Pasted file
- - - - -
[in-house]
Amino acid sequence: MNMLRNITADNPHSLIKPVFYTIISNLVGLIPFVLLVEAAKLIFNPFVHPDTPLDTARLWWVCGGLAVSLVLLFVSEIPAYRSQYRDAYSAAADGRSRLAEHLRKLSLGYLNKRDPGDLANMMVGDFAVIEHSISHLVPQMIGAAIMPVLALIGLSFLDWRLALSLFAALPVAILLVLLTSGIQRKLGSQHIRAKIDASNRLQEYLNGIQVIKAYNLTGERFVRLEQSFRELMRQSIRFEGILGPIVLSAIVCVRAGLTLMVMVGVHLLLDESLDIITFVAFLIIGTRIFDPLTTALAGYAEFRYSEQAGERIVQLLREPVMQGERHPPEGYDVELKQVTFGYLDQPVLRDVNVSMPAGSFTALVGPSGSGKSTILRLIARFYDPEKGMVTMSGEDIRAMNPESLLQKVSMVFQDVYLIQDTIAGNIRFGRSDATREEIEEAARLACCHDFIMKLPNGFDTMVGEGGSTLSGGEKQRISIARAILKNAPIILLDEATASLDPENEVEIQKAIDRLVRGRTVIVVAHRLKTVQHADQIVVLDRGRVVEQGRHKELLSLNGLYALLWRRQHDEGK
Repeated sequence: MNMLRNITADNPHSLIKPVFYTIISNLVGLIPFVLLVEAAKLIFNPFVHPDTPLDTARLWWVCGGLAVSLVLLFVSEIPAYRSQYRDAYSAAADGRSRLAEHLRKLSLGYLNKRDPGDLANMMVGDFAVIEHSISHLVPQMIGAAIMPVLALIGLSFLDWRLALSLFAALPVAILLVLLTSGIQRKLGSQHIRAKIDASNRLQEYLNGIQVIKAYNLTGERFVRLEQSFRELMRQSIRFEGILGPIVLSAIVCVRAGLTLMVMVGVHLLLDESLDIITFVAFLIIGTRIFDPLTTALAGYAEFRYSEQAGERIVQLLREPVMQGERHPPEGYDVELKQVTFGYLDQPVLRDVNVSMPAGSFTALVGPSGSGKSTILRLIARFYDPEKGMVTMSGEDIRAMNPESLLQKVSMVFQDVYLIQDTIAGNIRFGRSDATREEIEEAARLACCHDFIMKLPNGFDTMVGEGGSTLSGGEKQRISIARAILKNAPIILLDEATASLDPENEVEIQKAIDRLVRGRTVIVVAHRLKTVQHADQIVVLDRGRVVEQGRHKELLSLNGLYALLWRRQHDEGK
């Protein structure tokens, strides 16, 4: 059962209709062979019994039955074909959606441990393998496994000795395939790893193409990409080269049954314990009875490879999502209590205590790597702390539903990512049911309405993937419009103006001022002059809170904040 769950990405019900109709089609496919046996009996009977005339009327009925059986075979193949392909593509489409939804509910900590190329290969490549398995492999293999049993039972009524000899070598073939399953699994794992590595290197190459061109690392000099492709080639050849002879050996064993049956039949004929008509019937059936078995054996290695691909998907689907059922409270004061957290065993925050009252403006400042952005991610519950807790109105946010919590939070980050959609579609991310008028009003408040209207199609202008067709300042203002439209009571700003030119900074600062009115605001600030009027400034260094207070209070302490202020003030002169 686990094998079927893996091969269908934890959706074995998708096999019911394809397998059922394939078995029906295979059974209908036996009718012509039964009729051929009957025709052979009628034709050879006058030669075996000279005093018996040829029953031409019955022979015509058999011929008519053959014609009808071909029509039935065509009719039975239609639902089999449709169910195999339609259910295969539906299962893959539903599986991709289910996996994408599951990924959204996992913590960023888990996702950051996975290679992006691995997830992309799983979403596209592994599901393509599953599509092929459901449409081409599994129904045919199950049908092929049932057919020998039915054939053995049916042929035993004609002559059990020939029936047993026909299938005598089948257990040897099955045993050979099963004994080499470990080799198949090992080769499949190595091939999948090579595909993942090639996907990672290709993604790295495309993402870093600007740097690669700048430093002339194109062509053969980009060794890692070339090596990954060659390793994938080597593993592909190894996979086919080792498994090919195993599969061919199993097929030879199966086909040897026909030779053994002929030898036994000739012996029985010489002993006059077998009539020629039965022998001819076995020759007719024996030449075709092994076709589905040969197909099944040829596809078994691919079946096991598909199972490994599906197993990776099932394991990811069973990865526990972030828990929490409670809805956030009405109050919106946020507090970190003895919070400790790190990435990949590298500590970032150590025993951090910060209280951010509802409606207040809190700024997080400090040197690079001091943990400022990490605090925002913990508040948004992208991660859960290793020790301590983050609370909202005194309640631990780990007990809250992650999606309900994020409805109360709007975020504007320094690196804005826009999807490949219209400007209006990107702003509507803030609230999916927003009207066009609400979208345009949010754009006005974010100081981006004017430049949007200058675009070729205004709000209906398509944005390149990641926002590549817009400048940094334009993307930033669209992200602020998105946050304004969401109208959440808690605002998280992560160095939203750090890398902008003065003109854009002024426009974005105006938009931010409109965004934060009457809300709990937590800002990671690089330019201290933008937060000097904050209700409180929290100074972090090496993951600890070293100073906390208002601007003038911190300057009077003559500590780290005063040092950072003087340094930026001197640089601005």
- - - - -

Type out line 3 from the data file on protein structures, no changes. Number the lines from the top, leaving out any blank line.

Repeated sequence: MNMLRNITADNPHSLIKPVFYTIISNLVGLIPFVLLVEAAKLIFNPFVHPDTPLDTARLWWVCGGLAVSLVLLFVSEIPAYRSQYRDAYSAAADGRSRLAEHLRKLSLGYLNKRDPGDLANMMVGDFAVIEHSISHLVPQMIGAAIMPVLALIGLSFLDWRLALSLFAALPVAILLVLLTSGIQRKLGSQHIRAKIDASNRLQEYLNGIQVIKAYNLTGERFVRLEQSFRELMRQSIRFEGILGPIVLSAIVCVRAGLTLMVMVGVHLLLDESLDIITFVAFLIIGTRIFDPLTTALAGYAEFRYSEQAGERIVQLLREPVMQGERHPPEGYDVELKQVTFGYLDQPVLRDVNVSMPAGSFTALVGPSGSGKSTILRLIARFYDPEKGMVTMSGEDIRAMNPESLLQKVSMVFQDVYLIQDTIAGNIRFGRSDATREEIEEAARLACCHDFIMKLPNGFDTMVGEGGSTLSGGEKQRISIARAILKNAPIILLDEATASLDPENEVEIQKAIDRLVRGRTVIVVAHRLKTVQHADQIVVLDRGRVVEQGRHKELLSLNGLYALLWRRQHDEGK